Prime Minister Shinzo Abe apologized publicly for squandering billions of yen in public funds on plans for the new National Stadium.
The government faces a bill for around ¥6.2 billion after Abe ordered the original plans to be torn up amid mounting public anger over the stadium’s cost.
“As a result of the decision to go back to the drawing board, precious public funds have been spent,” Abe told the Diet on Monday. “I apologize deeply to the people of Japan.”
Abe pulled the plug on Iraqi-British architect Zaha Hadid’s design for the main venue of the 2020 Olympics after the price tag ballooned to more than ¥250 billion.
That kind of money would have made it the most expensive sports stadium in the world.
Abe rejected opposition calls to sack education and sports minister Hakubun Shimomura over the scandal, saying, “We will fulfill our responsibilities by making sure the Olympics are a success.”
Olympics minister Toshiaki Endo heads a panel tasked with reviewing the stadium plan following the damaging scandal in which the bill for the showpiece venue nearly doubled, largely due to rising labor and material costs.
Hadid’s office denied the high cost of the stadium was due to the design.
To put the inflated price tag in context, London spent around $680 million on its 2012 Olympic stadium, while Beijing’s 2008 “Bird’s Nest” venue cost some $500 million. In dollar terms, Hadid’s stadium was to cost $2 billion.
The decision to ditch those plans meant organizers of the 2019 Rugby World Cup, also to be staged in Japan, must now find a new venue for the final — likely to be Nissan Stadium in Yokohama, which hosted the final of the 2002 soccer World Cup.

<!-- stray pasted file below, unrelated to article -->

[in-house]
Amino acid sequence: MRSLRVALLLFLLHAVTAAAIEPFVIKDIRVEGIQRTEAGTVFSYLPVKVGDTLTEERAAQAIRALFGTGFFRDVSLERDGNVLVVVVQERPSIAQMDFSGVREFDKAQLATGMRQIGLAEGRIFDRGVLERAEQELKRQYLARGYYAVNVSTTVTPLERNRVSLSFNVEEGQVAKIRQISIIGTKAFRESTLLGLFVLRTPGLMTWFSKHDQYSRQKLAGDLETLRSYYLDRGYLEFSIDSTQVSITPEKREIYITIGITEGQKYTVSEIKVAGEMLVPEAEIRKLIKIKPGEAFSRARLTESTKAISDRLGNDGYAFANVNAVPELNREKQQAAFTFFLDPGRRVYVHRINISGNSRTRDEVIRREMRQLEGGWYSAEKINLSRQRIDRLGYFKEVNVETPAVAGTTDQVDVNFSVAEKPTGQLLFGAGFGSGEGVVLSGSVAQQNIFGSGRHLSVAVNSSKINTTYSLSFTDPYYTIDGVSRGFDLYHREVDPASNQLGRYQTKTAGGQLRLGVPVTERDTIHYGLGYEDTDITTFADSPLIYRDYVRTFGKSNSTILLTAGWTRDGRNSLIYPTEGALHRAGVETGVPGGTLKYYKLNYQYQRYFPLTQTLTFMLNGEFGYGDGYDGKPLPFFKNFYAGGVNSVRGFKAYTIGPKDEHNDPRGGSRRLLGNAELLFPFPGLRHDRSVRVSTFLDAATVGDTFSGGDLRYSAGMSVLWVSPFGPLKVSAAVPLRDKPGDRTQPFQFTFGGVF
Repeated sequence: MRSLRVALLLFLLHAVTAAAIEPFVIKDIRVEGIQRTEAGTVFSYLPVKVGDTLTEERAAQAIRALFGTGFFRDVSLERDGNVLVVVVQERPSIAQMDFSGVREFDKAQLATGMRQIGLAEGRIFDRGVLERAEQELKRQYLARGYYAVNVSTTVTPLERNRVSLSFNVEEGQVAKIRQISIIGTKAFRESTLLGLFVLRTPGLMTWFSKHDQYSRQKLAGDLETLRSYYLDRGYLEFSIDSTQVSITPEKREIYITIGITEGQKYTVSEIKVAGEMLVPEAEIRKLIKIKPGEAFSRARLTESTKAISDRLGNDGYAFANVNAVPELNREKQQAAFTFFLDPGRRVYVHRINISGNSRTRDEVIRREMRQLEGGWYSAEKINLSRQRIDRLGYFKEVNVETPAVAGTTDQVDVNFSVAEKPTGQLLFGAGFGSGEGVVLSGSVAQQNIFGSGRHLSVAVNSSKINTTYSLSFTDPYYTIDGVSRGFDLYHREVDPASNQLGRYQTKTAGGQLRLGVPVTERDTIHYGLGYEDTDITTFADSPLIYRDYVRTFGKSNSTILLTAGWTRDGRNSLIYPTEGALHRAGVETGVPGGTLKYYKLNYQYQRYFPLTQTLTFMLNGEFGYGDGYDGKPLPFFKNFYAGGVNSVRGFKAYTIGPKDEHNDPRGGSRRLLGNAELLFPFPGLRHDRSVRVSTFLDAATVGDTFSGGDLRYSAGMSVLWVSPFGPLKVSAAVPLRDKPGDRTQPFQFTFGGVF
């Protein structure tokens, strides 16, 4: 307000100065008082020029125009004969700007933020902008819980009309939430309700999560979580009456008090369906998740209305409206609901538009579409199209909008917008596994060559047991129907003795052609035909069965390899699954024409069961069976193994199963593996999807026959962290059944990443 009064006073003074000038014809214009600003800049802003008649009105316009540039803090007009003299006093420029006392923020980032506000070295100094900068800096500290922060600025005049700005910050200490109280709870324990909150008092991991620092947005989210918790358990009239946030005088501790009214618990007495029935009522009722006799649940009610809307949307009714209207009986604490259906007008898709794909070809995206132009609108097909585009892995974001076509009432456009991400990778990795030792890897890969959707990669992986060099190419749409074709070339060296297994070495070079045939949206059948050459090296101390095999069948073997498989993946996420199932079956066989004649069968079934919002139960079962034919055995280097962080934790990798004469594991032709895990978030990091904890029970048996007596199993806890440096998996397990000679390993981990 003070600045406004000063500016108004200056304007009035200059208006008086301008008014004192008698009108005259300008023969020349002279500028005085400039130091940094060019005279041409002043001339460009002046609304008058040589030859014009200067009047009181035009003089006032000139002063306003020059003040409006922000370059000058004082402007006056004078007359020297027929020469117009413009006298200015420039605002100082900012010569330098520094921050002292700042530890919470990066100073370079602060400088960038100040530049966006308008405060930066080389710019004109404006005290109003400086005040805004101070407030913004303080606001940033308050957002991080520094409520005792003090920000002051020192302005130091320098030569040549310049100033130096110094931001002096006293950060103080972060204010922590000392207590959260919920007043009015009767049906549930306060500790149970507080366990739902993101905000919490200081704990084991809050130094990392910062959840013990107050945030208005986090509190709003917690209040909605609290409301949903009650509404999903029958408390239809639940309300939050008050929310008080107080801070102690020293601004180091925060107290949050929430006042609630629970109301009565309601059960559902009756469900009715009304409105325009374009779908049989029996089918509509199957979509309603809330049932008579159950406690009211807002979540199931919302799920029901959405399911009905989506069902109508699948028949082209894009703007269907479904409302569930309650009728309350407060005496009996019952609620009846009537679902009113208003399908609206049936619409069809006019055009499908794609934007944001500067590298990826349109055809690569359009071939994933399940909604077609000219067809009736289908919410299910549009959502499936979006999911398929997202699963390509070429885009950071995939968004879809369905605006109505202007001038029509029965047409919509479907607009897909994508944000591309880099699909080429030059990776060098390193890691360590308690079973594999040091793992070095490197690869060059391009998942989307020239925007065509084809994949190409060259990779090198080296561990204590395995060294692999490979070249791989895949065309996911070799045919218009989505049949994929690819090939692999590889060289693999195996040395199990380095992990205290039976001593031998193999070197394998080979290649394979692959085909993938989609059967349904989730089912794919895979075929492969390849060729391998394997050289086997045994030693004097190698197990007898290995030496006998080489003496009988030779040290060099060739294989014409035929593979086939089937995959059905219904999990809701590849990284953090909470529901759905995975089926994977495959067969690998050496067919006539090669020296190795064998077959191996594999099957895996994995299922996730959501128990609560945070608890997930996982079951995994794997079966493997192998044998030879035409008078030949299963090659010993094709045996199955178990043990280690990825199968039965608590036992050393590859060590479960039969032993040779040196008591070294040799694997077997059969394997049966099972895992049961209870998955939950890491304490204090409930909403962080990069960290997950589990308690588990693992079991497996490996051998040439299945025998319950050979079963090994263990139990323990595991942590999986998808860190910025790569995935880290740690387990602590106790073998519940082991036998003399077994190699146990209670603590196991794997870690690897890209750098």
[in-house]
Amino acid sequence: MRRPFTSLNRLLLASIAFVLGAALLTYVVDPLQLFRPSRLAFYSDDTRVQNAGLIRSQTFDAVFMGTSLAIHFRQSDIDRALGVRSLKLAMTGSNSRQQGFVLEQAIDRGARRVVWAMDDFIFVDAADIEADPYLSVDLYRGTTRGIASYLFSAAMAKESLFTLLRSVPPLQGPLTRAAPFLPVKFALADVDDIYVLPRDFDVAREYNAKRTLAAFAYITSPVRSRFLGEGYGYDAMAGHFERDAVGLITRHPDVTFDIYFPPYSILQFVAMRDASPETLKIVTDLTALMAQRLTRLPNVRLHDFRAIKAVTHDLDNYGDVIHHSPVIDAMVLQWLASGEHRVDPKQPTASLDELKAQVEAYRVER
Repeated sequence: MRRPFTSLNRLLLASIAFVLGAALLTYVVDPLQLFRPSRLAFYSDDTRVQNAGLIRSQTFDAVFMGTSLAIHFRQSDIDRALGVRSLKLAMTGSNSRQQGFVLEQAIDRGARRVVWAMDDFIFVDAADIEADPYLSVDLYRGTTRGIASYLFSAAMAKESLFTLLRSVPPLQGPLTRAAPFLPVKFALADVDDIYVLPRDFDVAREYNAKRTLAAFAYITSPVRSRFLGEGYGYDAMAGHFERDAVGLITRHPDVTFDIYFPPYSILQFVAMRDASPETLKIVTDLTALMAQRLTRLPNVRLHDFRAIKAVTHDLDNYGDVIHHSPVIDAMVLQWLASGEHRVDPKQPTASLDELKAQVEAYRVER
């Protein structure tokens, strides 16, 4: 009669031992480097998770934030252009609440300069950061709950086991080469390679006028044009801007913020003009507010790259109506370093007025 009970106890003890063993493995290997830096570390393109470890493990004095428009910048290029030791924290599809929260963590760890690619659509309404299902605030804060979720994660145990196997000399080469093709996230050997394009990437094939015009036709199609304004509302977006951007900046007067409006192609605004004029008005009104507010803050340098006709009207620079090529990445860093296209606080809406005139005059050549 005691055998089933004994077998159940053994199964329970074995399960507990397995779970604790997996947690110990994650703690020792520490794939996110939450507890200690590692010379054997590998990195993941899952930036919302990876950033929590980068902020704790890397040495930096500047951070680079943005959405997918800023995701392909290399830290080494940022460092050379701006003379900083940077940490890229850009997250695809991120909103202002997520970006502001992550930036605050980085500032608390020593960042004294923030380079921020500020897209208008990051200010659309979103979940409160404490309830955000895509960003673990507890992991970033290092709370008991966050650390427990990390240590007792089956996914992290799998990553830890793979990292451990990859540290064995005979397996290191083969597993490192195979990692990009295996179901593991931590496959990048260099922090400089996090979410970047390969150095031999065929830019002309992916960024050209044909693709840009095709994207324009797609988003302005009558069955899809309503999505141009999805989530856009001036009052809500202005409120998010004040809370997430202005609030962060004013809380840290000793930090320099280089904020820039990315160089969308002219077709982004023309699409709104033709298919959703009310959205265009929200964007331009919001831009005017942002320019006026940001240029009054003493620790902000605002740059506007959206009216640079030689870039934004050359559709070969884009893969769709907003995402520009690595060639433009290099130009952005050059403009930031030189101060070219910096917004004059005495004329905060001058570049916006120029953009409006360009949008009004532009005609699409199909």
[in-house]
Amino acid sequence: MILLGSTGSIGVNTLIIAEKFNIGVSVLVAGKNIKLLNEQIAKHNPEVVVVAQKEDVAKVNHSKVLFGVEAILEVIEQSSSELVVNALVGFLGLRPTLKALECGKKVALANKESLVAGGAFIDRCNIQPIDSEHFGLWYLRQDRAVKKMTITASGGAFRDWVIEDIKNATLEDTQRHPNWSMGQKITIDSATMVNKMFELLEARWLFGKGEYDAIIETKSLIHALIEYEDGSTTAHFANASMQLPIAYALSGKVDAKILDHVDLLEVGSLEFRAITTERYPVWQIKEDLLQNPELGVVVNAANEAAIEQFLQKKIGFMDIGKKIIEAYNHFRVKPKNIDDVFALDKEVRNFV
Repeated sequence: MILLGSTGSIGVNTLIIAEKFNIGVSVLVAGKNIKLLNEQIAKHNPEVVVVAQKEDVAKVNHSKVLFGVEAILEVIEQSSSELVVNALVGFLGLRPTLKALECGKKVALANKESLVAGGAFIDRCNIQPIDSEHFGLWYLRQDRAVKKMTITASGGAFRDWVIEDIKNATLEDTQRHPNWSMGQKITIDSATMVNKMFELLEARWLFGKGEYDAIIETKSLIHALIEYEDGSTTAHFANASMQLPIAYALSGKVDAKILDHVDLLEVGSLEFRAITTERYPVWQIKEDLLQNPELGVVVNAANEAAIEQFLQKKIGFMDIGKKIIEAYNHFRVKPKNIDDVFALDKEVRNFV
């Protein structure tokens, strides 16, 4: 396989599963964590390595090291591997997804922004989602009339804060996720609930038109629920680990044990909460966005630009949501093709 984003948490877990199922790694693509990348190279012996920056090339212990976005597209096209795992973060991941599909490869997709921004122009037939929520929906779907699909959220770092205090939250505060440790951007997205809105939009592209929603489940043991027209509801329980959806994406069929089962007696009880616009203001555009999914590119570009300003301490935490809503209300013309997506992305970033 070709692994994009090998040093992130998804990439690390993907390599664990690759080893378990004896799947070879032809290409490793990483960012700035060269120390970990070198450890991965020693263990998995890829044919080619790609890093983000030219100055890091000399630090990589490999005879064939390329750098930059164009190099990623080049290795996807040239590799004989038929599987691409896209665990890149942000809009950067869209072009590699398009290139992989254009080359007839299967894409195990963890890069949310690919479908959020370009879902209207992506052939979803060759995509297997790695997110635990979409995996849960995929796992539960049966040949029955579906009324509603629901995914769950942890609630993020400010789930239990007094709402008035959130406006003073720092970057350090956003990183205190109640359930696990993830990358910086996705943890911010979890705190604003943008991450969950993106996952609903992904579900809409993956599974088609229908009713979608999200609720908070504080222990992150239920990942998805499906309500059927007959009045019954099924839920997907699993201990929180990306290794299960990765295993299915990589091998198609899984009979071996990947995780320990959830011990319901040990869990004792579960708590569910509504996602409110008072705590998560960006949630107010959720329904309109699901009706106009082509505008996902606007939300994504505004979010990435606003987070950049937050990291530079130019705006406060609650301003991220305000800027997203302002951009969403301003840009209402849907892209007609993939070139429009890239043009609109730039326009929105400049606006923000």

Construction had been set to begin in October and was going to be completed by May 2019, just in time for the rugby tournament.
As the row over financing the project escalated, senior officials sought to distance themselves from blame. The head of the Olympic organizing committee, Yoshiro Mori, pointed at the education and sports ministry, with many calling for Shimomura’s resignation.
Meanwhile, Mori on Monday shot down accusations of plagiarism over the logo for the 2020 Summer Games, saying he is “confident” no changes will have to be made to the design.
“We’ve taken all the steps we’ve had to take without fail,” Mori said. “I think I can say this with absolute conviction, (and) we’re confident we will continue to use it.”
The logo by Kenjiro Sano, selected from 104 applicants, came under fire when Belgian designer Olivier Debie claimed it resembles the emblem he designed for a theater in Liege.
Debie is threatening legal action in a Belgian court against the International Olympic Committee and Tokyo 2020 if the logo is not retracted.
Sano last Wednesday refuted Debie’s charge, denying the design was stolen.
“The decision of the logo was taken by experts in the artistic field, and if there were issues of plagiarism it would have been identified during the decision-making process,” Mori said.